Elizabeth is an actor, playwright, musician, and a graduate of De Paul University. She studied theatre and improvisation at the Second City Training Center, the Actors’ Center, and at the Royal National Theatre Studio in London. Elizabeth has performed with the Chicago Symphony Orchestra, Tympanic Theatre, Congo Square Theatre, Second City’s Children’s Theatre, Stage Left Theatre, Bailiwick Arts Center, and London’s Canal Cafe Theatre. Six of her plays have been chosen as part of the Abbie Hoffman and the Around the Coyote festivals.
Pictured: Ben F. Locke & Sarah Cartwright. Photo by Ellen Prather.
By Elizabeth Ellis
Theatrical spoofs like THE ROCKY HORROR SHOW and Monty Python’s SPAMALOT can provide a fresh look and new perspectives on old familiar stories. What helps these kinds of spoofs succeed is a willingness for the creators to engage in a substantial measure of absolute silliness (see the clopping coconut shells in SPAMALOT substituting for actual horses). The play-with-music PETER AND THE STARCATCHER, playing now at Metropolis Performing Arts Centre in Arlington Heights, balances a healthy dose of the silly with excellent music, great dancing, and energetic performances. Though this is definitely not children’s theater, the entire family can come and thoroughly enjoy the show.
Based on the 2004 novel by Dave Barry and Ridley Pearson, with a book by Rick Elice and music by Wayne Barker, PETER AND THE STARCATCHER is a prequel to Peter and Wendy, J.M. Barrie’s classic story that introduced audiences to Peter Pan. We meet some familiar characters, including the inspirations for Captain Hook in the crazy pirate, Black Stache; Smee, Black Stache’s bumbling sidekick; and Molly, the precocious and courageous predecessor for Peter’s friend, Wendy. Add to them a treacherous ocean voyage, a calamitous shipwreck, a trunk of a secret and magical substance called starstuff, three abused and frightened orphans, and a tribe of Italian-speaking natives, and you have the adventure that is PETER AND THE STARCATCHER.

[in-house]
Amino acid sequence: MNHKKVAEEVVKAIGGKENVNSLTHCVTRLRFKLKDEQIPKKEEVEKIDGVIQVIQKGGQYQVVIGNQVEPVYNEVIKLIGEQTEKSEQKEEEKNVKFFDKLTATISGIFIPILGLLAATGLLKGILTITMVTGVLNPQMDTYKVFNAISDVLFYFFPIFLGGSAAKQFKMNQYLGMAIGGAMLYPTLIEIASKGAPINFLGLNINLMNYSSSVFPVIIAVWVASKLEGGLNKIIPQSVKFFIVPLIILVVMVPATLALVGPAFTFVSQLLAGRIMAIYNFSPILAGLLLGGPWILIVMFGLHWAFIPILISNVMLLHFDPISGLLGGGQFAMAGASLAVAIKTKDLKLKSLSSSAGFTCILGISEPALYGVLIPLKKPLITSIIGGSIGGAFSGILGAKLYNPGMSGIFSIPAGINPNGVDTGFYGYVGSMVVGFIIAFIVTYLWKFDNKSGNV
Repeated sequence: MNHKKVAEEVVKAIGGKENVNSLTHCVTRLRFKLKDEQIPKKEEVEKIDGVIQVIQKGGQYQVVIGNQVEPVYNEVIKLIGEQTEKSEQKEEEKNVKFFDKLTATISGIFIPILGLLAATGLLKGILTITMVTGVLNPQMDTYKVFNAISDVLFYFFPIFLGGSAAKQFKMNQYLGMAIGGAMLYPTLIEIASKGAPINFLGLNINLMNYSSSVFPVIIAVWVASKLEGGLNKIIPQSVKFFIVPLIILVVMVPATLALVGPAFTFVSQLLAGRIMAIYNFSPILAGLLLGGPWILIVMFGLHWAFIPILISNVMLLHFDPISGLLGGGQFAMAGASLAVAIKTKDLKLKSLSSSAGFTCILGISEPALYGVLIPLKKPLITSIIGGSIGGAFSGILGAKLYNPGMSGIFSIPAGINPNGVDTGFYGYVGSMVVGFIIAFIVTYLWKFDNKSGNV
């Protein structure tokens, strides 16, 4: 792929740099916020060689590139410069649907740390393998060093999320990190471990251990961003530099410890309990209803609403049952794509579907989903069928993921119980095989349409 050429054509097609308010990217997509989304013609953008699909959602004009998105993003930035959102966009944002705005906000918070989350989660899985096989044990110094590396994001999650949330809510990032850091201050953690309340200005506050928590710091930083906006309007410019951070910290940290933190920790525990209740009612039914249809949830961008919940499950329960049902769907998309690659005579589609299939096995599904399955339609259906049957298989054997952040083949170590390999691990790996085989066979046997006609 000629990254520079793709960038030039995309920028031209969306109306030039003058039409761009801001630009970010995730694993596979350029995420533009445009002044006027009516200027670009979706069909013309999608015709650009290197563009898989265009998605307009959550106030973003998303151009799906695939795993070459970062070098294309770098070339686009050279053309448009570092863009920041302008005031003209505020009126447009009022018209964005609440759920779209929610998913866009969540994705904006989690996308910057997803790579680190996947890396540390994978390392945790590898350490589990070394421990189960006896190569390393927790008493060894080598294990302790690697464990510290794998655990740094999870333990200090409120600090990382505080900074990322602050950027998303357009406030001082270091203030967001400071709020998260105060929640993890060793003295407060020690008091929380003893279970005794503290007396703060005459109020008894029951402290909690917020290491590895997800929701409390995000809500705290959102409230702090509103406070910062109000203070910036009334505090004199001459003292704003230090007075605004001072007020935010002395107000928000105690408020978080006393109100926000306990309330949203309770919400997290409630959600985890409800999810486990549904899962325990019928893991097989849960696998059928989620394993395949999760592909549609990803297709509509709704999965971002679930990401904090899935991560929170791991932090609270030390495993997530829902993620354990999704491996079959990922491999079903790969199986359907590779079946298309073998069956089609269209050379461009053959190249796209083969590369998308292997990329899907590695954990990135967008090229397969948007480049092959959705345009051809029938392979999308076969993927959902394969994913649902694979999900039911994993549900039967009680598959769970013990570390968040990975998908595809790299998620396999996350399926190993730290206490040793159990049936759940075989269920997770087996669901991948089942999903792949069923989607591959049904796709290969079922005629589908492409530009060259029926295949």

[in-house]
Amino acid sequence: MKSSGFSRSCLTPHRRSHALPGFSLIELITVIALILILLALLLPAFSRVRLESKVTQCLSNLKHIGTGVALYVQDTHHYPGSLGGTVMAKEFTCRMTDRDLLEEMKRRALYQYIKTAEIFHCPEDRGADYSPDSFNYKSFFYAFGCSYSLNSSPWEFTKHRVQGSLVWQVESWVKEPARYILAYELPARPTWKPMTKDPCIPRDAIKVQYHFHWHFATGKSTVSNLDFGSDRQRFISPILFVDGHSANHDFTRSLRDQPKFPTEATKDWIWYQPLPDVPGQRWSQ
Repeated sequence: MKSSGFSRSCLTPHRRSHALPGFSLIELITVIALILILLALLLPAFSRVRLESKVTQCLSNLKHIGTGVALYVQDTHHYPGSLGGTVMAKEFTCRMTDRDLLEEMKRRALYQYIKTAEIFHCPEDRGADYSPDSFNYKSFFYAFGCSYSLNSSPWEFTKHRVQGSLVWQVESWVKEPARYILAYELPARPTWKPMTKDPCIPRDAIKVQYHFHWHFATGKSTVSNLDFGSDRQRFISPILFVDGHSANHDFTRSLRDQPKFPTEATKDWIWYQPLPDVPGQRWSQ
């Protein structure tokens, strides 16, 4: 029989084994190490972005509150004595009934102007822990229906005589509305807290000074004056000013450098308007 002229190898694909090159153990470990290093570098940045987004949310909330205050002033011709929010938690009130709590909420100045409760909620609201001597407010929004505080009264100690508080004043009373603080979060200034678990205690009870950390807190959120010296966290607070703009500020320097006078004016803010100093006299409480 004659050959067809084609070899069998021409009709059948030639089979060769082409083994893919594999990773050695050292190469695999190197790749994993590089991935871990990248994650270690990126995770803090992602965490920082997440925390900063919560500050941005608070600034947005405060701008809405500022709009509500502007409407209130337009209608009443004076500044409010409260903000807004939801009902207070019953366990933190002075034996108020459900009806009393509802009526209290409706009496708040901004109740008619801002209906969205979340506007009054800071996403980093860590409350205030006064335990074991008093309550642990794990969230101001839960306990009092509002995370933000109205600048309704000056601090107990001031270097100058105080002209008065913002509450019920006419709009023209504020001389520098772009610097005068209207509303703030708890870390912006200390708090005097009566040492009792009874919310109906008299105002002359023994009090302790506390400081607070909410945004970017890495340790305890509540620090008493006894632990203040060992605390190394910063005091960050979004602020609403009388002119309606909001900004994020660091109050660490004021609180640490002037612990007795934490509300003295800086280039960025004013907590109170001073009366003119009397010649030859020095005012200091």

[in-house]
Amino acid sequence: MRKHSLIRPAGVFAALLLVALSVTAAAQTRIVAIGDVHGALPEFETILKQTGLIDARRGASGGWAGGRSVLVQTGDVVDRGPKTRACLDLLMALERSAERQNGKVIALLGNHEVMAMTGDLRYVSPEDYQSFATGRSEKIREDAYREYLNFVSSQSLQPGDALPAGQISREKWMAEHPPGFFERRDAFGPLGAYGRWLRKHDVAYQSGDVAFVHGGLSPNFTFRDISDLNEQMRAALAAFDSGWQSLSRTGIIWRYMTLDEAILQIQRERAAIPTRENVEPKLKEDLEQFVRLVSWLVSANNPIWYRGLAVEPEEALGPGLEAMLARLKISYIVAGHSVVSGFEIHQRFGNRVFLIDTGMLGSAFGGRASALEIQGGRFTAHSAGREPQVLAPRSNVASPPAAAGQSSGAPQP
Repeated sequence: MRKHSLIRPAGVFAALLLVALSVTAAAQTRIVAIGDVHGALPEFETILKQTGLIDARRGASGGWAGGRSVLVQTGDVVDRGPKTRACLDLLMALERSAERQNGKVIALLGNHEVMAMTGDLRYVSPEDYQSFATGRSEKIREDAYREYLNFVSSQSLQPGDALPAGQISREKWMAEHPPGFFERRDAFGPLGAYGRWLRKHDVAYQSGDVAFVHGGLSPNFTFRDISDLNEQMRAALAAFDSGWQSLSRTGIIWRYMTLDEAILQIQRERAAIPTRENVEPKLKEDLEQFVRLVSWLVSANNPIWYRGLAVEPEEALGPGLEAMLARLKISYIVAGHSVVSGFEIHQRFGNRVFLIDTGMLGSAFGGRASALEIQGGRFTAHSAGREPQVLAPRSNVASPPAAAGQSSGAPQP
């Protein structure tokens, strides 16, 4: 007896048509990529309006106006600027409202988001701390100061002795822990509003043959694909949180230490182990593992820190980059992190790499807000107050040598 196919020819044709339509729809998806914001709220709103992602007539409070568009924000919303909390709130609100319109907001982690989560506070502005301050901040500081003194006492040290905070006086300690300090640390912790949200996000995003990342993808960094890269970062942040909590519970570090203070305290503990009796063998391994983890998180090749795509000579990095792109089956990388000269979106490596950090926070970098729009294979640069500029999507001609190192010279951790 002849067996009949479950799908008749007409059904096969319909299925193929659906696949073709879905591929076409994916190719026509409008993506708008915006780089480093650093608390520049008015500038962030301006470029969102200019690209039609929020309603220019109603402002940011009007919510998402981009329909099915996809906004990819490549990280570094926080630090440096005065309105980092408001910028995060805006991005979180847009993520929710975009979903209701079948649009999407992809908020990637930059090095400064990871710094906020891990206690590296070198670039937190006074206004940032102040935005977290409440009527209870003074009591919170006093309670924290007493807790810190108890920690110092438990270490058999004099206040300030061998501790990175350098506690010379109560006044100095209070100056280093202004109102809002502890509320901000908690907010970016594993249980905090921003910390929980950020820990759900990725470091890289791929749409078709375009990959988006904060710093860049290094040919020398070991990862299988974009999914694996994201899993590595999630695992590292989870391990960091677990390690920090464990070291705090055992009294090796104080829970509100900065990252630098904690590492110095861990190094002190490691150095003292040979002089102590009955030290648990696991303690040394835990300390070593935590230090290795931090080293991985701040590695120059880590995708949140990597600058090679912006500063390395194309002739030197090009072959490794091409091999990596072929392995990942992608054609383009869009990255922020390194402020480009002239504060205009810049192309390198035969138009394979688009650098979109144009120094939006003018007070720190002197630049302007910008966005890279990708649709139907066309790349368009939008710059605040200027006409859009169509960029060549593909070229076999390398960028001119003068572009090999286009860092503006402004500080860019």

Ben F. Locke is all wide-eyed wonder and bravely faces the changes from a nameless orphan to become the eternal boy Peter Pan. Sarah Cartwright’s Molly is a fierce and wonderful young feminist hero, fighting back against the societal strictures that would keep her safe and bored at home. Her father, Patrick Byrnes’ perfectly stuffy Brit Lord Aster, provides an excellent foil to Michael Pine’s wonderfully over-the-top lunatic pirate, Black Stache, and Luis David Cortes’ hilarious Smee. The rest of the ensemble performs admirably, especially in the show-stopping Act II opener, where everyone is transformed into singing, dancing, neon lame-clad mermaids.
Lili-Anne Brown’s fast-paced direction plays homage to classic humor like Monty Python and the British tradition of pantomime, and she allows the actors to riff off each other with general success, though some of the jokes are a little too inside and fall flat. Ashley Woods’ gorgeous set easily morphs from the seaworthy ships Neverland and Wasp to a lush and remote tropical island, which eventually becomes Peter’s home, Neverland. Rachel Parent’s beautiful costuming helps define the show from England to the high seas to a forbidding desert island, going from swashbuckling to ragtag to tribal and back again to silly.
It’s worth the train or car ride to Arlington Heights to visit Metropolis and visit Neverland. This show will give children a thrilling ride through a fabulous imaginary land, while adults will experience the bittersweet recollection of the innocence and wonder of childhood.
PETER AND THE STARCATCHER runs through August 20th. For more information visit MetropolisArts.com.